Another Life: Citizen science puts dots on Ireland’s wildlife map
Have all the house mice fled Connemara? Or the harbour seals Co Louth? The All-Ireland Mammal Atlas is charting nature’s progress
Bank vole: found in Kerry in 1964, it has reached Mayo. Illustration: Michael Viney
Have all the house mice fled from Connemara? Or the harbour seals from Co Louth? Are otters really so scarce in watery Roscommon, or sika deer in Co Cork? Have feral goats been vanishing from Fermanagh, along with hedgehogs from Derry and fallow deer from Antrim? Or are the citizens of Ireland not nearly so observant of furry (or prickly) wildlife as everyone had hoped?
In 2010 the environmental agencies and data-gathering centres north and south launched the All-Ireland Mammal Atlas project, the island’s biggest collaborative venture in “citizen science”. It invites sightings of wild animals from ordinary people, as well as the scarcer ecological professionals, to prepare maps for an atlas to be published in 2016.
As yet the project’s maps, produced at the National Biodiversity Data Centre, in Waterford, show distinctly uneven results. Brought on screen (at iti.ms/1fmklTW), one map for a species shows the records up to 2010 while another, beside it, shows the sightings recorded since. Comparing the two is to spot the kind of oddities I listed above. Some of the “before 2010” maps have parts of the island densely covered in purple dots, but, in the new maps, these areas can be bleakly green and apparently empty of the species, which is clearly unlikely to be true.
The historical picture was built over time and from many data sources, some of them intensive modern surveys, like those for the Irish hare, squirrels, otters and badgers, or the popular “BioBlitz” annual species-spotting contests run by the centre. Casual sightings from people out watching birds or walking the dog can’t be expected to compete, but they do help to build the new picture of what is living where.
Although most of our mammals are in the countryside (foxes may now be an exception), farmers are not generally disposed to regard such “green” ventures with sympathetic effort and attention. Mammals large and small are generally just part of their experience, some to be shot, poisoned, run over or chased by dogs, but rarely, perhaps, to prompt time at the computer (though iti.ms/1hOn6VS even helps with the grid reference).
Ireland’s wildlife, furred or feathered, is still mainly a hobby for townies. That may change, as a generation encouraged and enlightened by nature-friendly rural schoolteachers come to inherit the land. Their enthusiasm has already brushed off in school sightings offered to the atlas. Judging total effort, however, county by county, Dublin, Kilkenny and Kildare are way out in front, each offering about 500 sightings. In Leitrim, Monaghan and Tyrone it’s about a tenth of that. The maps also reflect the extra effort focused by towns with universities, technical institutes or ultrakeen county-council heritage officers.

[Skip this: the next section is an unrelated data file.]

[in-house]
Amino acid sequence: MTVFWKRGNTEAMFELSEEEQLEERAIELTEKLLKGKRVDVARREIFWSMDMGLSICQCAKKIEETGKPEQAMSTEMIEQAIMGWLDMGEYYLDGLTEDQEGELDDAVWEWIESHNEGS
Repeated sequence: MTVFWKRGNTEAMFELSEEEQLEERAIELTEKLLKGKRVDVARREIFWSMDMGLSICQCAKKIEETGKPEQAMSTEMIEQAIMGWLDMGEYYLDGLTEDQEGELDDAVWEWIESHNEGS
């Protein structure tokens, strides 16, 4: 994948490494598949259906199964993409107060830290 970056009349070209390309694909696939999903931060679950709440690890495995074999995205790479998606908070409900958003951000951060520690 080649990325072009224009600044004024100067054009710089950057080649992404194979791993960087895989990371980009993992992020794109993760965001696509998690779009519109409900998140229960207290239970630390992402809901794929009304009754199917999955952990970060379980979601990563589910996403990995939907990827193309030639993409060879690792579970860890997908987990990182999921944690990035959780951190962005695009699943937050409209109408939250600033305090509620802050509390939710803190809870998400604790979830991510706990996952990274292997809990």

“Citizen science” is nothing new to Europe or the US
(where some call it “crowdsourcing”). In Ireland it was pioneered at Karin Dubsky’s pollution-mapping Coastwatch, for which I was clambering along the shore to record oiled seabird casualties some 25 years ago. Her vigilant scheme continues, but as climate change takes over the headlines it is phenology, science of the seasons, that invites new help from the populace.
The website naturescalendarireland. com, run by Paul Whelan of Co Cork, was early in the field as a way of keeping track of the steady calendar advance of spring and postponement of autumn, and the changing phenophases of plants, birds and insects. His excellent companion website, biology.ie, also has a roster of mammals killed on the roads. (Badgers, predictably, top the list as I write, at a toll of 1,303.)
Records of all of Ireland’s species continue to flow in to the National Biodiversity Data Centre (at biodiversityireland.ie) – another 57,000 records since mid 2012. Its new programme of identification workshops includes one next Saturday in Killarney National Park, on trapping small mammals for identification (this is for professional ecologists) and another in September at the biodiversity centre, in Waterford, on how to track mammals (this one for “all”).
Even the partial pictures offered by the atlas maps so far show the dramatic spread of some of the furry animals alien to Ireland. The American mink has now penetrated to the farthest peninsulas of the west. The little bank vole, found in Kerry in 1964, has reached as far north as Mayo. The greater white-toothed shrew, with one dot in north Cork prior to 2010, now rates a whole cluster in Tipperary, into Laois, with one isolated and mysterious sighting in Westmeath.
Ireland’s alien species increase all the time, as a new report published by the biodiversity centre makes clear. Half a dozen new ones recorded in recent years have been spotted by members of the public (among them a Siberian chipmunk, the Chinese mitten crab and the harlequin ladybird). Ireland’s only permanent colony of ancient black rats and a small population of the Australian red-necked wallaby are, however, safely marooned on Lambay island, east of Co Dublin.